After eight years of bellicose rhetoric from his predecessor, Iranian President Hassan Rohani's smiling face is prompting a debate about whether his outreach is a promise or a ploy.
In an interview that aired last night on NBC, Rohani said Iran won't develop nuclear weapons, and in the last month he's exchanged letters with President Barack Obama and named a diplomat known as a moderate as his foreign minister and chief nuclear negotiator. Earlier this week, Iran's Supreme Leader, Ayatollah Ali Khamenei, called for "heroic flexibility" in negotiations.
Some Iran-watchers are hailing what they call an unprecedented opportunity to resolve the dispute over its nuclear program and end the country's international isolation. Others who doubt Iran's motives, including Israeli Prime Minister Benjamin Netanyahu, say previous would-be reformers have all failed and Rohani's charm offensive is a ploy to win relief from economic sanctions.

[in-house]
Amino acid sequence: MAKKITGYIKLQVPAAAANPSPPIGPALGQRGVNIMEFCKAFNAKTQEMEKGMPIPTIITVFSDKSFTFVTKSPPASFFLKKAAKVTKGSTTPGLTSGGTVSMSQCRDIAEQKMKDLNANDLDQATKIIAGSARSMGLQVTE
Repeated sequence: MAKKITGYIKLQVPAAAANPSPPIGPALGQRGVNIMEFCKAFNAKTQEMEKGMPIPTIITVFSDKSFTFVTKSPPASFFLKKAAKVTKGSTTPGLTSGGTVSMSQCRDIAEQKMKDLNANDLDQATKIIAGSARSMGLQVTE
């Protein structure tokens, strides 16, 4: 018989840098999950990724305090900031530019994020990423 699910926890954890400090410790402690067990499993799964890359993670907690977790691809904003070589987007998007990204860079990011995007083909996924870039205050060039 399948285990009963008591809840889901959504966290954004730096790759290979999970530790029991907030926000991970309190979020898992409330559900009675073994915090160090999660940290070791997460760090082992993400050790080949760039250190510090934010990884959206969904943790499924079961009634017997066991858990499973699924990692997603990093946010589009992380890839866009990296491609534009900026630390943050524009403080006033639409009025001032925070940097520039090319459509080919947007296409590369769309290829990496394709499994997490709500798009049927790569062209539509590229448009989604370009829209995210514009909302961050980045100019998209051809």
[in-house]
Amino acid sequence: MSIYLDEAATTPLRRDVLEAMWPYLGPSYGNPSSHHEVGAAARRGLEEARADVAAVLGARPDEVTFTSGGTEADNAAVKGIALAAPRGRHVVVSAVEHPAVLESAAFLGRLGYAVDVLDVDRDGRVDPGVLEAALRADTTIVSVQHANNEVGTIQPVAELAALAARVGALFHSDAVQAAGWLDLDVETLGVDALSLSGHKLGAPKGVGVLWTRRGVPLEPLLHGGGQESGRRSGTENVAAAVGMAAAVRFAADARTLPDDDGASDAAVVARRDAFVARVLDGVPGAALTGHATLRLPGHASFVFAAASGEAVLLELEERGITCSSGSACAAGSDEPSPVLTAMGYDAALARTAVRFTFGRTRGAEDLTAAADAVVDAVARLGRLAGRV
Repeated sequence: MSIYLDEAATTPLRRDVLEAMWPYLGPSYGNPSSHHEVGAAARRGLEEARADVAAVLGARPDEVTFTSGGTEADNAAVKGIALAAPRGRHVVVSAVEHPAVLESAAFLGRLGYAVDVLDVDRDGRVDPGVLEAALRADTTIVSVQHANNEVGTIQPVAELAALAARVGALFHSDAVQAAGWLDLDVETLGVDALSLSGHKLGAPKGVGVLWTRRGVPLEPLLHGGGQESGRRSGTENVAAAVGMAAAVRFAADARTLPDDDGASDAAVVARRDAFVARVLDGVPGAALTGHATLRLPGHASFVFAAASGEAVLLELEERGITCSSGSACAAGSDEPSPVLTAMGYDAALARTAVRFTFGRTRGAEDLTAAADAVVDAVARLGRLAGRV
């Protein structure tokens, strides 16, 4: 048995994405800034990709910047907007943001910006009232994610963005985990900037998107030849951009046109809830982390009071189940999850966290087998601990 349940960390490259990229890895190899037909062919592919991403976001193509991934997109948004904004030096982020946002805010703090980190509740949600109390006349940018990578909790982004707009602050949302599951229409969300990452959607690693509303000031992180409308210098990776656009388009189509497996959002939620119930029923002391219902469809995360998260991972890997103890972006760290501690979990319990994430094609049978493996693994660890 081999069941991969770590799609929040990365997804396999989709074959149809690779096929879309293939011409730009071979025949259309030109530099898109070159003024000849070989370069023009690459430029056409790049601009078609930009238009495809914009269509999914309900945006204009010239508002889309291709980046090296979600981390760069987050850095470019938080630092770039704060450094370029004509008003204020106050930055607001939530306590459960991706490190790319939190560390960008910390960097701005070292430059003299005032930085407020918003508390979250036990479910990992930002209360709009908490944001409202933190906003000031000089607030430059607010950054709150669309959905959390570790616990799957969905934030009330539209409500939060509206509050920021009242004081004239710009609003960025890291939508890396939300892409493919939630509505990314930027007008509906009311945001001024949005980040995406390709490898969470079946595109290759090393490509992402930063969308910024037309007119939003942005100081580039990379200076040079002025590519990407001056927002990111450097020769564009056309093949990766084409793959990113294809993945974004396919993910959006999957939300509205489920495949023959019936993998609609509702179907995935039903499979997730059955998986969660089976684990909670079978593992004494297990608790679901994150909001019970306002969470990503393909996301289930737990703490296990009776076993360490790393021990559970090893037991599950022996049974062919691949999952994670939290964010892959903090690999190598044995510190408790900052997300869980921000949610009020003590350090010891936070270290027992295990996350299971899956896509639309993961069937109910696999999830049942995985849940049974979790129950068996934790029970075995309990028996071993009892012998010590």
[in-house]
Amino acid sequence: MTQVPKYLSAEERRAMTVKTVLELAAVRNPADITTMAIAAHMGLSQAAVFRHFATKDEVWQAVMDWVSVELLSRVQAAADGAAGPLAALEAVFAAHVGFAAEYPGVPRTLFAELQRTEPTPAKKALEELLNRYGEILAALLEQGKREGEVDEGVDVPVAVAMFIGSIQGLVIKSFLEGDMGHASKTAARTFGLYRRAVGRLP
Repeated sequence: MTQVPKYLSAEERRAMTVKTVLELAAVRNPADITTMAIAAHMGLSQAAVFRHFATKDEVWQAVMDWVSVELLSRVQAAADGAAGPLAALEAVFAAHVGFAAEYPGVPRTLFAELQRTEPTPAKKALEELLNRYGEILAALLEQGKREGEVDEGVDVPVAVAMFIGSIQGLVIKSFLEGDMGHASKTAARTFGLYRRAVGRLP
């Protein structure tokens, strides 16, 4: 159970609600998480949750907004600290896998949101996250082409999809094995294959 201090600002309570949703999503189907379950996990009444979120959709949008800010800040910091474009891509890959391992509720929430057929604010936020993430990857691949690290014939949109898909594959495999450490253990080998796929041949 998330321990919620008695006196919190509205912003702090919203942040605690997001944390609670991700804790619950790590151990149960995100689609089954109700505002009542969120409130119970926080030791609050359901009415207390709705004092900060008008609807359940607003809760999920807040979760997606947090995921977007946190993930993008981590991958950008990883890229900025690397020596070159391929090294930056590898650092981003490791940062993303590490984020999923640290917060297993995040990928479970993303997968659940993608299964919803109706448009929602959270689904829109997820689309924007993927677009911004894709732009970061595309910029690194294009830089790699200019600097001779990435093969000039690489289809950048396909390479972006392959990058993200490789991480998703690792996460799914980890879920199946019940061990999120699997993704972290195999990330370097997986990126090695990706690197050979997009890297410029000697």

The reactions from a dozen Iran specialists interviewed about the new government's message of openness ranged from optimism to disbelief. The skeptics called Zarif's Rosh Hashanah message disingenuous after years of anti-Israel vitriol from Ahmadinejad and, according to the U.S. government, Revolutionary Guard plots and terrorist attacks against Jews, Western interests and even Saudi Arabia's ambassador in Washington.
Mark Dubowitz, executive director of the Foundation for Defense of Democracies in Washington and an advocate of tough sanctions on Iran, dismissed the Jewish New Year message as a stunt. He said the only leaders whose attitudes matter are Iran's supreme leader and the Revolutionary Guard.
If Khamenei is Iran's chairman of the board and the head of the Revolutionary Guard is the chief operating officer, Rohani and Zarif are "vice presidents for marketing and sales," Dubowitz said.